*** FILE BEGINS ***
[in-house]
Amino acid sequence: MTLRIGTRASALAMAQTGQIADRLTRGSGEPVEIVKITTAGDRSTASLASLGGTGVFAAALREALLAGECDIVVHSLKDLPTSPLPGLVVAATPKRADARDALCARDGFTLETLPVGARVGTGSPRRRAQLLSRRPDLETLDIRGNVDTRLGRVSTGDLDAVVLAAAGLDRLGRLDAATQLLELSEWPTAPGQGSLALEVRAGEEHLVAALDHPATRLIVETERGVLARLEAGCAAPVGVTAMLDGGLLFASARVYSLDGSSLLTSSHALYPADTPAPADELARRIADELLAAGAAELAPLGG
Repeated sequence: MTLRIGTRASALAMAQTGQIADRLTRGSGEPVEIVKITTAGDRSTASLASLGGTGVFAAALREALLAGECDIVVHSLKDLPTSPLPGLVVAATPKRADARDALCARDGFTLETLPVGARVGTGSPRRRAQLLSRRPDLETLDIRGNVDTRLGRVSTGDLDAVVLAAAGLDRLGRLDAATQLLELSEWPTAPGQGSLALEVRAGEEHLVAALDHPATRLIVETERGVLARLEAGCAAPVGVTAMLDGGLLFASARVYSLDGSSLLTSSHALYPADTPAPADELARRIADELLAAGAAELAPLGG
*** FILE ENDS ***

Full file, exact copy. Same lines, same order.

[in-house]
Amino acid sequence: MTLRIGTRASALAMAQTGQIADRLTRGSGEPVEIVKITTAGDRSTASLASLGGTGVFAAALREALLAGECDIVVHSLKDLPTSPLPGLVVAATPKRADARDALCARDGFTLETLPVGARVGTGSPRRRAQLLSRRPDLETLDIRGNVDTRLGRVSTGDLDAVVLAAAGLDRLGRLDAATQLLELSEWPTAPGQGSLALEVRAGEEHLVAALDHPATRLIVETERGVLARLEAGCAAPVGVTAMLDGGLLFASARVYSLDGSSLLTSSHALYPADTPAPADELARRIADELLAAGAAELAPLGG
Repeated sequence: MTLRIGTRASALAMAQTGQIADRLTRGSGEPVEIVKITTAGDRSTASLASLGGTGVFAAALREALLAGECDIVVHSLKDLPTSPLPGLVVAATPKRADARDALCARDGFTLETLPVGARVGTGSPRRRAQLLSRRPDLETLDIRGNVDTRLGRVSTGDLDAVVLAAAGLDRLGRLDAATQLLELSEWPTAPGQGSLALEVRAGEEHLVAALDHPATRLIVETERGVLARLEAGCAAPVGVTAMLDGGLLFASARVYSLDGSSLLTSSHALYPADTPAPADELARRIADELLAAGAAELAPLGG